Don't be ashamed to learn piecees in oom-pah style first. Once you know a tune and its chords, you can branch out into countermelodies, parallel 6ths, riffs, etc.

Get some traditional music books in "fake" (lead sheet) form. Bill Matthiesen's three Waltz Books, Susan Conger's collection "Along the RIver", and by all means Jody Kruskal's "Feet in the Clouds" book of 50 original tunes. The first two are available from The Button Box.

Jody's book is almost a tutor course in itself -- some easy tunes, some tough ones, and good examples of chords in inversions and walking basses, all in "fake" notation (melody and chords). Many musical styles are represented in Jody's compositions.

To break out of oom-pah style, start with easy piano study books -- Baroque period works well. 'Nuff for now, Mike K.

Edited by ragtimer, 12 August 2007 - 08:37 PM.


#9 inventor

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Posted 03 October 2007 - 06:56 AM

I would suggest 3 ways of aproaching the Hayden Concertina.
1 Melody and counter melody.
There is a set of work-shops that built up into a book; starting on one note per side and gradually building up to 6 notes on each side, plus a few more difficult duets. This you will find published on the "Maccan" site mentioned above.
2 Tune and Um-Pah bass.
Obtain a copy of "Easy Peasy Tunes" this has 100 traditional tunes, From England, Scotland, Ireland, and USA, using only the 14 notes d' e' f#' - g' a' b' c#" - c" d" e" f#" - g" a" b". Which surprise surprise form a compact hexagon of buttons on your concertina. Chords are very simple and can either be played Um-Pah or once you have learned the position and movements; squashed into simple runs, to give the basis for a counter melody.
3 For advanced players of classical music.
Write out score onto Treble and Bass staves then work out how to play it.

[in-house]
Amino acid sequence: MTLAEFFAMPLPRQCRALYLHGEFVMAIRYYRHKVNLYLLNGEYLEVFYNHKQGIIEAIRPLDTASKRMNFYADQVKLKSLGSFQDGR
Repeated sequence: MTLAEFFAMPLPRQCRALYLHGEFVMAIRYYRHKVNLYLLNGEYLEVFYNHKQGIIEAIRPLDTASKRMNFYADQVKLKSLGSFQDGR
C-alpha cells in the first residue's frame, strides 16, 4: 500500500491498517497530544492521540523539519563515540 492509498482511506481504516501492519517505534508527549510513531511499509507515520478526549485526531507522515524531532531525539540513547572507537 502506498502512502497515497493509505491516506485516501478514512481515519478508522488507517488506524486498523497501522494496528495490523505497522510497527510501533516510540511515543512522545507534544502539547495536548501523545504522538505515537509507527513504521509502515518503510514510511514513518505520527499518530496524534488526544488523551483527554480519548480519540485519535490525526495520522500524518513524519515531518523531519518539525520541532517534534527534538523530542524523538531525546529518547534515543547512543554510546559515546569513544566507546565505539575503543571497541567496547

Inventor.

#10 seanc

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Posted 09 October 2007 - 08:44 AM

Just a follow up...
I bailed on the Hayden (at least for now). I traded by Rochelle (anglo) and the stagi Duet for an AC norman anglo.
While I liked the concept of the hayden, I am making more progress on the Anglo. I was at the stage where I wanted to move up from the Rochelle to something a bit nicer and faster.

While I liked the concept of the Hayden, I thought that the stagi was a bit on the difficult side both from the bellows, slow reeds and inconsistant button pressure (especially compared to the anglo).

The jury is out at the moment as to what direction to go. I will stick with the anglo, and am thinking about giving an English a shot as well..


Time will tell..

#11 Jim Bayliss

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Posted 09 October 2007 - 10:34 PM

I'd like to add my comments to this thread regarding the Stagi Hayden duet. The big problem with this instrument is that the buttons are arranged asymmetrically. The C button is a different distance from the F button than it is from the G button on the adjacent rows, and so on down the line. This is different from the other Haydens which have been made, including Bastaris, Wheatstones, Tedrows. Because of this, I would tend to hit the buttons off center, and I found this very annoying. The larger buttons (~8 mm diameter) help this problem, but it doesn't change the fact that the button arrangement on these instruments is illogical, wrong, and user unfriendly. We Hayden players deserve better. Stagi needs to re-tool and make these instruments correctly.

#12 inventor

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Posted 10 October 2007 - 06:13 AM